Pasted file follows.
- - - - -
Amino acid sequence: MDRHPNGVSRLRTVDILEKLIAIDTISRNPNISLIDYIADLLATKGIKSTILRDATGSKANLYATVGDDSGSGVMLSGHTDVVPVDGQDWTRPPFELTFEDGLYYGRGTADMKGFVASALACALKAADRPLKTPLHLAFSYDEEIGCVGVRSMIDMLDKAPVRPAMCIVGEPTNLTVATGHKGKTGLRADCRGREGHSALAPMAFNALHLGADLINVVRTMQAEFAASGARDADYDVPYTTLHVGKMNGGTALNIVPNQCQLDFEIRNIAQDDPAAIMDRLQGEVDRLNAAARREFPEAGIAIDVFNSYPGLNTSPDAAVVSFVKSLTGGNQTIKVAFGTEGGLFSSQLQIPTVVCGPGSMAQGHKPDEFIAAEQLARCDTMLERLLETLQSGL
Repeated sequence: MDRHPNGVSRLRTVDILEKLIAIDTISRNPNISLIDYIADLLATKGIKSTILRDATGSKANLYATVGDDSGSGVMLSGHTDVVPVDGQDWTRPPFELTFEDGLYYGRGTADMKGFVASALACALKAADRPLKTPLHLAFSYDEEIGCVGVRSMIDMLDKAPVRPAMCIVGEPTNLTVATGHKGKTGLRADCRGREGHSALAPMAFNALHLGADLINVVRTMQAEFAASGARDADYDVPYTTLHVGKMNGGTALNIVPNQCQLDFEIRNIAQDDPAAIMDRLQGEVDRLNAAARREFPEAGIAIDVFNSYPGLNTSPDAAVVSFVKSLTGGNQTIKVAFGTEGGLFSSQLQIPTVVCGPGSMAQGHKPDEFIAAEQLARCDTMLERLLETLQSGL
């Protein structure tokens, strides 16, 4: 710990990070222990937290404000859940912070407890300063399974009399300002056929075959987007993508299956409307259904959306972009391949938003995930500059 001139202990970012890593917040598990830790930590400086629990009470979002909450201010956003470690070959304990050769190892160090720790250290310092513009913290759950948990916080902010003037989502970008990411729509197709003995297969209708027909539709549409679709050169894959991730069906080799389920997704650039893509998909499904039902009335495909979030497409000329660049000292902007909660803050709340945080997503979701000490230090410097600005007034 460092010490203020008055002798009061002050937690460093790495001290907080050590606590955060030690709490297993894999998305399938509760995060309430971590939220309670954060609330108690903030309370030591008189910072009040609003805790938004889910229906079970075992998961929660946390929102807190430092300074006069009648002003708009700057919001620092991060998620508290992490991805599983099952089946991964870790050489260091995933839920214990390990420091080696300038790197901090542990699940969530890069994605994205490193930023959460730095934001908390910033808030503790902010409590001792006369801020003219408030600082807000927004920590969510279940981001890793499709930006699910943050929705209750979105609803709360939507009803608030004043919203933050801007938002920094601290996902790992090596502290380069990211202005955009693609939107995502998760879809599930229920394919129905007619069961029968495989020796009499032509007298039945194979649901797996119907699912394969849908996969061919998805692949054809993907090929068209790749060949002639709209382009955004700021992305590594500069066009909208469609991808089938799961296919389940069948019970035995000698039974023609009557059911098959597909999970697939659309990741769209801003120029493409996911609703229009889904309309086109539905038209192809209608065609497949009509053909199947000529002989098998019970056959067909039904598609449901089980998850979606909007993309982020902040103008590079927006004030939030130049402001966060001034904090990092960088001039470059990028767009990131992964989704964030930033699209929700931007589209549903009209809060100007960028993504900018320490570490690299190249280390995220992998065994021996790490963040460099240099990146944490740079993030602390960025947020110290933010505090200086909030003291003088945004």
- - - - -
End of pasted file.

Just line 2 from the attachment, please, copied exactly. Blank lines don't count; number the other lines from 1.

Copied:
Repeated sequence: MDRHPNGVSRLRTVDILEKLIAIDTISRNPNISLIDYIADLLATKGIKSTILRDATGSKANLYATVGDDSGSGVMLSGHTDVVPVDGQDWTRPPFELTFEDGLYYGRGTADMKGFVASALACALKAADRPLKTPLHLAFSYDEEIGCVGVRSMIDMLDKAPVRPAMCIVGEPTNLTVATGHKGKTGLRADCRGREGHSALAPMAFNALHLGADLINVVRTMQAEFAASGARDADYDVPYTTLHVGKMNGGTALNIVPNQCQLDFEIRNIAQDDPAAIMDRLQGEVDRLNAAARREFPEAGIAIDVFNSYPGLNTSPDAAVVSFVKSLTGGNQTIKVAFGTEGGLFSSQLQIPTVVCGPGSMAQGHKPDEFIAAEQLARCDTMLERLLETLQSGL